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The moral mathematics of letting people die

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Imagine that, while walking along a pier, you see two strangers drowning in the sea. Lo and behold, you can easily save them both by throwing them the two life preservers located immediately in front of you. Since you can’t swim and no one else is around, there is no other way these folks will survive.To throw in just one life preserver would be to save one person while allowing the other to die pointlessly. That would be morally wrong. Though you’d have saved someone you could have allowed to die, that does not make it permissible to let the other person die. You would be morally blameworthy, not praiseworthy, for throwing in one rather than both life preservers.Now imagine you are in a different situation. Again you are on a pier. There is one stranger drowning to your left, and two others drowning to your right. You have no life preservers to throw in, only a single life raft. You can easily push the raft into the water to your left, saving the one person, or to your right, saving the other two. There is no other way any of these folks will survive, and, tragically, there is no way all three will.Suppose that, in full awareness of the situation, and without prejudice towards anyone in particular, you decide to help the one stranger over the two – you are an “innumerate altruist” in that you simply want to help someone, but without regard for who or how many. In saving the one over the other two you are not letting the two die pointlessly. You are saving someone who would have died if you had instead saved the two to your right.What you do is nonetheless wrong. Since you cannot save all three strangers, you must balance their competing claims to your help. The left person’s claim to be helped is balanced by one claim on the right, leaving one other claim on the right unbalanced. You are thereby morally required to save those on the right side of the pier, and are morally blameworthy for failing to give due weight to each person’s claim. Even if your heart is in. . .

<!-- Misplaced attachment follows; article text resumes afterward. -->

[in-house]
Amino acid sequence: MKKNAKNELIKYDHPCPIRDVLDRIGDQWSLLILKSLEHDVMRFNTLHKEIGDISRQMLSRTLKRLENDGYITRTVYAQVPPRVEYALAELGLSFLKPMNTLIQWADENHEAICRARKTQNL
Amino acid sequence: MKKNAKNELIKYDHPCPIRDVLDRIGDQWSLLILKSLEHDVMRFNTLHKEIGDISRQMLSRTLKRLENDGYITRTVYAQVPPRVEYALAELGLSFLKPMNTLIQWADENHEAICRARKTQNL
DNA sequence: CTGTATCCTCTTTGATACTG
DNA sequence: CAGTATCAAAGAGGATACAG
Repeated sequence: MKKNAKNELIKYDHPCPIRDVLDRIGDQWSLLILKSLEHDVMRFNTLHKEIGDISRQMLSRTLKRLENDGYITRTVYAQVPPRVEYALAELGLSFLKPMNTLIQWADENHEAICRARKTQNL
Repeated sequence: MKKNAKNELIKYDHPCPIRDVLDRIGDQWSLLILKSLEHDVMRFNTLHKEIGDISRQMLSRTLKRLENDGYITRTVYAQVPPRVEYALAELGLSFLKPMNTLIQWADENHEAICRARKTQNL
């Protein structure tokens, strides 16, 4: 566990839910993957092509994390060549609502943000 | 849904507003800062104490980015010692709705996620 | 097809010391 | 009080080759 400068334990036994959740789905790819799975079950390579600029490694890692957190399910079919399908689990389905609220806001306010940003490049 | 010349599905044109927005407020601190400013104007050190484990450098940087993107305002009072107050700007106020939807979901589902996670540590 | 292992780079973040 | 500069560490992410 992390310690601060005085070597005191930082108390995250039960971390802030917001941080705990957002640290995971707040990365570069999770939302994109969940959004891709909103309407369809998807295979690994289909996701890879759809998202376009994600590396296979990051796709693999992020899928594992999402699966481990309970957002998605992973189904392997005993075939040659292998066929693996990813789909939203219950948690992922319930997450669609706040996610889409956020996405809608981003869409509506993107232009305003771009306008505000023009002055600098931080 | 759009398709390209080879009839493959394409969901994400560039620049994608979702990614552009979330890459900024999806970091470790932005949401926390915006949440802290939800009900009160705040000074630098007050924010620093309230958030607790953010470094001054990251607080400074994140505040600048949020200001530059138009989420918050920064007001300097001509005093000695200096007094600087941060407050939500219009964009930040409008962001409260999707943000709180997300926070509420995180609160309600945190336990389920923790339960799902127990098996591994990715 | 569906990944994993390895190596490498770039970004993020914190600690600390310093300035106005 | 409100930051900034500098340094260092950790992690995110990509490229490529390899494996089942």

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News source: OUPblog » Philosophy

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